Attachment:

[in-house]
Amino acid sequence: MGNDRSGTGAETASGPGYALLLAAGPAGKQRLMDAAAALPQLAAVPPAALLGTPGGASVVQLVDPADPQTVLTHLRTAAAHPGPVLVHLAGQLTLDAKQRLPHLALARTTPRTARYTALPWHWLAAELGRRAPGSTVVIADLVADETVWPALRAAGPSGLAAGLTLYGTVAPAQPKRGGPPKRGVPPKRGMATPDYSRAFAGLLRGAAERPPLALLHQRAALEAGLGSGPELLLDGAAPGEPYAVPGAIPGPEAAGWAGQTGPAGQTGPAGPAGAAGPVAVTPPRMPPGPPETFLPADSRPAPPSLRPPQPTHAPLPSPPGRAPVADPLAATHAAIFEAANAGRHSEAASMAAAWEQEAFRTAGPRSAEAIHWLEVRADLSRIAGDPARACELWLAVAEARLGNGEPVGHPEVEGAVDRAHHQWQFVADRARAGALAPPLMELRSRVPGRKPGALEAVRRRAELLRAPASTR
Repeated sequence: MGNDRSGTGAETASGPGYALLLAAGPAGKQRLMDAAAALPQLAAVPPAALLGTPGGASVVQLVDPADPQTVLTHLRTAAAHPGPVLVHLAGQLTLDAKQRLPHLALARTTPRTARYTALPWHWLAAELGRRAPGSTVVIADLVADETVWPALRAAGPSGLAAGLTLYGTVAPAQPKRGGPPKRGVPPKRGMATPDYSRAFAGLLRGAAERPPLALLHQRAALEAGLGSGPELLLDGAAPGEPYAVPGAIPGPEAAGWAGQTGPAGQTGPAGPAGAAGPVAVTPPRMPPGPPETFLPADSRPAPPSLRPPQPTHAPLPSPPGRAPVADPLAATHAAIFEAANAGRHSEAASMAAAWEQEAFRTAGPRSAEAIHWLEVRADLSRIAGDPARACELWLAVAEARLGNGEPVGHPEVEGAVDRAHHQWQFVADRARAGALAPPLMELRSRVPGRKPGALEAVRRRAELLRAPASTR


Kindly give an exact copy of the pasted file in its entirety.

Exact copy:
[in-house]
Amino acid sequence: MGNDRSGTGAETASGPGYALLLAAGPAGKQRLMDAAAALPQLAAVPPAALLGTPGGASVVQLVDPADPQTVLTHLRTAAAHPGPVLVHLAGQLTLDAKQRLPHLALARTTPRTARYTALPWHWLAAELGRRAPGSTVVIADLVADETVWPALRAAGPSGLAAGLTLYGTVAPAQPKRGGPPKRGVPPKRGMATPDYSRAFAGLLRGAAERPPLALLHQRAALEAGLGSGPELLLDGAAPGEPYAVPGAIPGPEAAGWAGQTGPAGQTGPAGPAGAAGPVAVTPPRMPPGPPETFLPADSRPAPPSLRPPQPTHAPLPSPPGRAPVADPLAATHAAIFEAANAGRHSEAASMAAAWEQEAFRTAGPRSAEAIHWLEVRADLSRIAGDPARACELWLAVAEARLGNGEPVGHPEVEGAVDRAHHQWQFVADRARAGALAPPLMELRSRVPGRKPGALEAVRRRAELLRAPASTR
Repeated sequence: MGNDRSGTGAETASGPGYALLLAAGPAGKQRLMDAAAALPQLAAVPPAALLGTPGGASVVQLVDPADPQTVLTHLRTAAAHPGPVLVHLAGQLTLDAKQRLPHLALARTTPRTARYTALPWHWLAAELGRRAPGSTVVIADLVADETVWPALRAAGPSGLAAGLTLYGTVAPAQPKRGGPPKRGVPPKRGMATPDYSRAFAGLLRGAAERPPLALLHQRAALEAGLGSGPELLLDGAAPGEPYAVPGAIPGPEAAGWAGQTGPAGQTGPAGPAGAAGPVAVTPPRMPPGPPETFLPADSRPAPPSLRPPQPTHAPLPSPPGRAPVADPLAATHAAIFEAANAGRHSEAASMAAAWEQEAFRTAGPRSAEAIHWLEVRADLSRIAGDPARACELWLAVAEARLGNGEPVGHPEVEGAVDRAHHQWQFVADRARAGALAPPLMELRSRVPGRKPGALEAVRRRAELLRAPASTR